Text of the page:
By Dr. John Nelson
Botanists tend to be rather easy-going people. They enjoy being outdoors on field trips and seeing interesting plants, and some botanists are known for an occasional and perhaps unusual sense of humor. Over the years, my own long-suffering students have been subjected to a wide variety of brilliant anecdotes and excellent puns. (Well, that’s the way I think about them.) One of my little stories involves ferns: whenever we come up to a patch of them growing in the woods, I usually end up remarking that we must be in “Fern land,” and that maybe we are near Helsinki. (I’ve got plenty more similarly excellent jokes, but maybe I’ll share them with you at a later time.)
But seriously, folks. Ferns represent an extremely ancient plant lineage, easily dating back to the early Carboniferous period some 345 million years ago and well before the first dinosaurs. They and their relatives were instrumental in the development of vast deposits of coal as they died and decayed, and their legacy as a source of fossil fuels makes them extremely important – at least as far as human economy goes. From these deposits, fossilized ferns are commonly encountered. Modern ferns are indeed vascular plants, meaning that their roots, stems, and leaves contain various tissues that transport water and dissolved substances. Ferns do not produce flowers, however, nor do they produce seeds in the way that flowering plants do. Rather, ferns and their relatives reproduce by spreading tiny spores. The spores commonly originate in specialized structures, called sporangia, on the lower sides of the fronds. Depending on the particular kind of fern, these sporangia will be arranged in a rather characteristic pattern. The pattern appears on the divisions of the frond often as small, roughened dots, each one of which is called a “sorus,” or “sori” when plural. Our Mystery fern, however, is somewhat unusual in having its sporangia not consigned to sori as in many other ferns, but rather at the margins of the frond’s ultimate divisions where they are hidden away and protected by a thin, overlapping margin of leaf tissue.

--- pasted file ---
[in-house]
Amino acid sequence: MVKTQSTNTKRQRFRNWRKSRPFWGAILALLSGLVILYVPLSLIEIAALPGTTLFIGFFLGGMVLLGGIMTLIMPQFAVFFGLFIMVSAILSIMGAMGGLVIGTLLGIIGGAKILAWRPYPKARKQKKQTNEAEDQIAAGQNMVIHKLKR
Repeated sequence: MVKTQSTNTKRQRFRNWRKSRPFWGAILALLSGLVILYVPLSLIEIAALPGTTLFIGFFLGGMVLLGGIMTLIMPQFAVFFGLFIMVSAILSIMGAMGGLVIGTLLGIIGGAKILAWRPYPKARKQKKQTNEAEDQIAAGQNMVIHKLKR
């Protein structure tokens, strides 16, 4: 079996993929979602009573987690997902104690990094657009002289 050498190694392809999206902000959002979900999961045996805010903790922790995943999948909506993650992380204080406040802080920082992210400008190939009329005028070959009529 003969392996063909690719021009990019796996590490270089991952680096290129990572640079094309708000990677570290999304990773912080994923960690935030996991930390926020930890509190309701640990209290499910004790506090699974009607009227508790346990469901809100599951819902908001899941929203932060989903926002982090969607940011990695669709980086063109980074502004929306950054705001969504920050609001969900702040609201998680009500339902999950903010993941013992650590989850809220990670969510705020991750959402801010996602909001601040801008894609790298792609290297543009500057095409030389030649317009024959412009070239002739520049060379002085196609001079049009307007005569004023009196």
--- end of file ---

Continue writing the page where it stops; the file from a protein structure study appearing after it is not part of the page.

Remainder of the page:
This is a common fern species in deciduous forests all over the eastern United States, from New England to northern Florida, and as far west as Oklahoma. In the southeast you will find it in the piedmont and mountain counties, generally away from the coast. It likes to grow in damp shady places, but it can be found in open sites, as well. The plants come up from a horizontal stem that clings to the soil or to rocks, and each frond has a smooth, shiny, nearly black stalk. The frond is prominently divided into many divisions, and the effect is something like a fan. The divisions of the frond are quite delicate, affording a lovely shimmering effect in the slightest breezes, such as those near waterfalls.
So there we are. “Sori” for all the fern jokes.
John Nelson is the curator of the Herbarium at the University of South Carolina, in the Department of Biological Sciences, Columbia SC 29208. As a public service, the Herbarium offers free plant identifications. For more information, visit www.herbarium.org or call 803-777-8196.
[Answer: “Maidenhair fern,” Adiantum pedatum]